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Original Research ARTICLE Provisionally accepted The full-text will be published soon. Notify me

Front. Vet. Sci. | doi: 10.3389/fvets.2019.00284

Diagnostic criteria for obesity disease in cats

 Toshiro Arai1*,  Yuki Okada2, Hiromichi Ueno2,  TAKAYUKI MIZOROGI2, Kenji Ohara2 and  Koh Kawasumi2
  • 1Department of Basic Veterinary Medicine, Nippon Veterinary and Life Science University, Japan
  • 2Nippon Veterinary and Life Science University, Japan

Accumulated visceral and subcutaneous fat masses were measured with computed tomography (CT) in cats with various body condition scores (BCS) from 5/9 to 9/9. BCS does not always reflect visceral fat accumulation which induces pro-inflammatory reactions. Obese cats with accumulated visceral fat showed low plasma adiponectin and high serum amyloid A (SAA) concentrations, an inflammatory marker. Based on the above results, new diagnostic criteria for obesity disease were established as follows. For overweight cats with high BCS of >7/9, showing 2 or more of the following 3 symptoms, low adiponectin concentrations, hyperlipidemia and high SAA concentrations, categorizes them as having obesity disease. Cats with BCS 6/9 to 9/9, without inflammatory reactions, were classified as simple obesity, which is similar to metabolically healthy obesity (MHO) defined in human medicine. Simple obesity group showed significantly higher adiponectin concentrations than those in control group. The obesity disease group showed significantly higher plasma triglyceride (TG) and SAA concentrations and lower concentrations of adiponectin than the control group. Moreover, plasma glucose and malondialdehyde (MDA) concentrations in the obesity disease group were higher than those in healthy control group, although the differences were not statistically significant. Establishing criteria for obesity disease based on visceral fat accumulation and inflammation markers levels contributes to early and correct diagnosis of obesity in cats.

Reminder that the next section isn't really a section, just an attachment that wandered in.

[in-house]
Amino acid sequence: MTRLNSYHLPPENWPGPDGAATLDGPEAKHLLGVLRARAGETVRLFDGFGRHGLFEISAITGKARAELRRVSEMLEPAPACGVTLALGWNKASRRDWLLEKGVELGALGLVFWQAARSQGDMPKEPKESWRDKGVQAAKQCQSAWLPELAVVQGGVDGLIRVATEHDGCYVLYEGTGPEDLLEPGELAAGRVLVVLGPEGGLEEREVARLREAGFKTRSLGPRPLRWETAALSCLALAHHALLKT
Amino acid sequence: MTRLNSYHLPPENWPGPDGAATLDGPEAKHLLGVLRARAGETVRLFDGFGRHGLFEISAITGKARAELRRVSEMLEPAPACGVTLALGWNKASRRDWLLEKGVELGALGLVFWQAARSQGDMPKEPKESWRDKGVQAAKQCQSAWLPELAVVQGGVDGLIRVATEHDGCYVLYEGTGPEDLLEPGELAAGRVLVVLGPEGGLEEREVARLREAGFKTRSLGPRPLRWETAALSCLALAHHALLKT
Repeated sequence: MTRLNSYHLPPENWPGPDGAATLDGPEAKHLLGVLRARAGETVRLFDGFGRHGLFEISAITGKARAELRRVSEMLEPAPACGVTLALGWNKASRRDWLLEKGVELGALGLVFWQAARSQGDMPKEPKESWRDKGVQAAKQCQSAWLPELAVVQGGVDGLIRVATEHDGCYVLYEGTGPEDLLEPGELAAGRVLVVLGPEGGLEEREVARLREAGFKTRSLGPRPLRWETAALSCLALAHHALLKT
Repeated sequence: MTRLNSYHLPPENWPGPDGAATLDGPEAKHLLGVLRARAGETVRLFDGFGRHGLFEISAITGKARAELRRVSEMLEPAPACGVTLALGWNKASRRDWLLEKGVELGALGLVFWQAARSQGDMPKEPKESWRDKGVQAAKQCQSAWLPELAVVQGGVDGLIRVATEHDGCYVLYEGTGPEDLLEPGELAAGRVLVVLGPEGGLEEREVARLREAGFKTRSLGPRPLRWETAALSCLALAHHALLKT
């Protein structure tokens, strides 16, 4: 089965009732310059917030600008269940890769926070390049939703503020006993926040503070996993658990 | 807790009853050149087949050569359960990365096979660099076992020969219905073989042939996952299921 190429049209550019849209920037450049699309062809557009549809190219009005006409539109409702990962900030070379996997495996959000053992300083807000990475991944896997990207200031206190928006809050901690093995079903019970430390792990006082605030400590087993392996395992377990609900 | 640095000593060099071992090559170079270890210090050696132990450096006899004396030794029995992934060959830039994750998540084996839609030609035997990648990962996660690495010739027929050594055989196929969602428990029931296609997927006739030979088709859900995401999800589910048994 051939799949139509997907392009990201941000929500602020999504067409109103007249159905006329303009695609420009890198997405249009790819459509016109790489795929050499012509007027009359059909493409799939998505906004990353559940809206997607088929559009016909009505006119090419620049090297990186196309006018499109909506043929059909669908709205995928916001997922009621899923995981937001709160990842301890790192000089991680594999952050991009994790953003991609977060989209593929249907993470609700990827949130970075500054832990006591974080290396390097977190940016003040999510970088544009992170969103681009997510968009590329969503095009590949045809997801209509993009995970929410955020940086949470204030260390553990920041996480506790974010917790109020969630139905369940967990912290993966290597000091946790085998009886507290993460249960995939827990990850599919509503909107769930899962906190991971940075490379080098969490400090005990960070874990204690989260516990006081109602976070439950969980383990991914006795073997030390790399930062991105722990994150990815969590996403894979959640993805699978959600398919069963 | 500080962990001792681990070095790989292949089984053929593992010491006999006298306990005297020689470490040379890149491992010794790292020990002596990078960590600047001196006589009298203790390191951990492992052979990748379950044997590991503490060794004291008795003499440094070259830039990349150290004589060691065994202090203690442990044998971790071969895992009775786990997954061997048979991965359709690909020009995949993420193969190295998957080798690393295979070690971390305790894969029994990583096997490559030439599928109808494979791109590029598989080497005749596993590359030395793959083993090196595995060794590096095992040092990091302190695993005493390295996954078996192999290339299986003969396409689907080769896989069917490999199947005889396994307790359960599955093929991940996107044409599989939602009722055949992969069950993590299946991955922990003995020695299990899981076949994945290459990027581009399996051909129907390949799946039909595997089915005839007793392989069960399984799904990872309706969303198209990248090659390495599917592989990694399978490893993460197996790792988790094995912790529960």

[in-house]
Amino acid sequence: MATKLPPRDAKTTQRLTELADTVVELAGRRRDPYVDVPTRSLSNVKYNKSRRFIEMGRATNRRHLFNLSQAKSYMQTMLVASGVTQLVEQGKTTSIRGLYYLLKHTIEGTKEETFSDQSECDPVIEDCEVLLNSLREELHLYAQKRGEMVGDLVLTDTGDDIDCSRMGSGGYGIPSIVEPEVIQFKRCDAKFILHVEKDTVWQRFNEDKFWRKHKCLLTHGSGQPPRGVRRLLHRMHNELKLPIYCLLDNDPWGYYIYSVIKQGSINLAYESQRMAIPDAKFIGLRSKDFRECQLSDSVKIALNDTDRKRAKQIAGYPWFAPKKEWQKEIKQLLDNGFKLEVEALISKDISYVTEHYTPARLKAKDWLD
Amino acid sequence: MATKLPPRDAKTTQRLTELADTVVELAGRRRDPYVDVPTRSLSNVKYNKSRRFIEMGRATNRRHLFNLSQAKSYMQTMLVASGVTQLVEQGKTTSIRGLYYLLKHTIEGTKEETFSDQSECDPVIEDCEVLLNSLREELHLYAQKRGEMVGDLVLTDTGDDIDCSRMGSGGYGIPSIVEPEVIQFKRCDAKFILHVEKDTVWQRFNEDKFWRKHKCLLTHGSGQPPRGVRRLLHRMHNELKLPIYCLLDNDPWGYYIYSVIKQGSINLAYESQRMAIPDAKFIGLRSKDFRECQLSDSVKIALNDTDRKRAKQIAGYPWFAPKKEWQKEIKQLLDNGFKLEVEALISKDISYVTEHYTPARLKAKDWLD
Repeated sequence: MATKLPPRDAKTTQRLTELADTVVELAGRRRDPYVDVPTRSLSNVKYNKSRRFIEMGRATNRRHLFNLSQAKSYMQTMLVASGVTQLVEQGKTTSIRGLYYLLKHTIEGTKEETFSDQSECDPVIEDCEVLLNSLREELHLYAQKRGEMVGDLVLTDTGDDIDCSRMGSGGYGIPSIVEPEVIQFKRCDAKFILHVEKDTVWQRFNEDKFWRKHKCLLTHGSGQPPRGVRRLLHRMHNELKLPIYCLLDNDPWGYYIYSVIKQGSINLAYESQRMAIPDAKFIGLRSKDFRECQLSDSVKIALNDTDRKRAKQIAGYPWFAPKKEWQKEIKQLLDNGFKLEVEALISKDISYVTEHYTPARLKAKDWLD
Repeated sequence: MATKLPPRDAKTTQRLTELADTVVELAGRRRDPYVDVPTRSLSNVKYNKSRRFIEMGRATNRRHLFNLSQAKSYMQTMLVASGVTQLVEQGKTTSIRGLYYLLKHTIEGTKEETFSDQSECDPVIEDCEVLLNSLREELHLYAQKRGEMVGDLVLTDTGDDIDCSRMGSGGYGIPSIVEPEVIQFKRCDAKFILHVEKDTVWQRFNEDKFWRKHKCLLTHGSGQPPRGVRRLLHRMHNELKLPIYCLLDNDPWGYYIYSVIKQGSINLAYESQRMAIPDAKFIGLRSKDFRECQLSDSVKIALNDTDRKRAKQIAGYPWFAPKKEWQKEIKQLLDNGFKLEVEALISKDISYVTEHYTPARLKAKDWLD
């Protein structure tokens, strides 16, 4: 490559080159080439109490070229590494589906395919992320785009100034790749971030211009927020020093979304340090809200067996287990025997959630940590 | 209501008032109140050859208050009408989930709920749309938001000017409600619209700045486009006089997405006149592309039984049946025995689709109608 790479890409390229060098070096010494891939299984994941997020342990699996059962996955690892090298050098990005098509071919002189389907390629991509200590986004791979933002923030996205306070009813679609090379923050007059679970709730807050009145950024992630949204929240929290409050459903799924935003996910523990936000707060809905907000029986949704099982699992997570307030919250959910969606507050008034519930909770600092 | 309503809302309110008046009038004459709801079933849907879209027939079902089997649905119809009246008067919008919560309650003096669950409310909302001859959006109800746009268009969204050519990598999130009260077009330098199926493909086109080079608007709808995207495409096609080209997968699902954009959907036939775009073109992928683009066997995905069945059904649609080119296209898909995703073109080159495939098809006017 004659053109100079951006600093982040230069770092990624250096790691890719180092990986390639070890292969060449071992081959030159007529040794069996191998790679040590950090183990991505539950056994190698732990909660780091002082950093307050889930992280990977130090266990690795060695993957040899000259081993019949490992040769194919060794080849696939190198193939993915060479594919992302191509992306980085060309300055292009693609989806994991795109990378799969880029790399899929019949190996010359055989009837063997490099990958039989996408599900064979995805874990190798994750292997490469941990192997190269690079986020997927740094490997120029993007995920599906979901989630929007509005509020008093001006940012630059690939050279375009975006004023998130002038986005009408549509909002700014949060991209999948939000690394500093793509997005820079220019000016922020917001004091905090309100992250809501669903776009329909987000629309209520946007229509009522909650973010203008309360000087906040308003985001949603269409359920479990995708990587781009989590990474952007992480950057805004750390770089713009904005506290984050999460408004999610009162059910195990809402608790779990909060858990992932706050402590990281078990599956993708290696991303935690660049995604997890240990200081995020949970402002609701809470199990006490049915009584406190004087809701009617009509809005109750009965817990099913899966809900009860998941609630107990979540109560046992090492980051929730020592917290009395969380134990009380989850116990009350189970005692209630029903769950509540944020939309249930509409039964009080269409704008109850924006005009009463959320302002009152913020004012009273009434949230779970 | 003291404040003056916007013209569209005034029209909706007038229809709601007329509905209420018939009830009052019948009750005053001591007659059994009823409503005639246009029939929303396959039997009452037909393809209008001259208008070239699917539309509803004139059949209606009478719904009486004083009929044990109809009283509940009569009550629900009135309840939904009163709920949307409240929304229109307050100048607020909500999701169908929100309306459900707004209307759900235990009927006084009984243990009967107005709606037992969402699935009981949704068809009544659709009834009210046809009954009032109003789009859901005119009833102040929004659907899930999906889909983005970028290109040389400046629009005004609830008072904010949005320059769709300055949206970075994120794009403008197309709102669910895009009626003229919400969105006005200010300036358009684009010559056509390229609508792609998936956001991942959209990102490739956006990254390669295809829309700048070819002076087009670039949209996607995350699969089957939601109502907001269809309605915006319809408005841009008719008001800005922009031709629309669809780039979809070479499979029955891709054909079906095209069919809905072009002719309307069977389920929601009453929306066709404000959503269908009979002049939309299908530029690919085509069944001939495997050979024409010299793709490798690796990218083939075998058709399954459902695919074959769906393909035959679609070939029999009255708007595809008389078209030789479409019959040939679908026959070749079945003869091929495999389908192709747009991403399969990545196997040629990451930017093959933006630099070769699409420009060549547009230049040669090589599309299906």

Keywords: cat, Adiponectin, Obesity, visceral fat, serum amyloid A

Received: 10 May 2019; Accepted: 09 Aug 2019.

Copyright: © 2019 Arai, Okada, Ueno, MIZOROGI, Ohara and Kawasumi. This is an open-access article distributed under the terms of the Creative Commons Attribution License (CC BY). The use, distribution or reproduction in other forums is permitted, provided the original author(s) and the copyright owner(s) are credited and that the original publication in this journal is cited, in accordance with accepted academic practice. No use, distribution or reproduction is permitted which does not comply with these terms.

* Correspondence: Prof. Toshiro Arai, Nippon Veterinary and Life Science University, Department of Basic Veterinary Medicine, Musashino, 180-8602, Japan, tarai@nvlu.ac.jp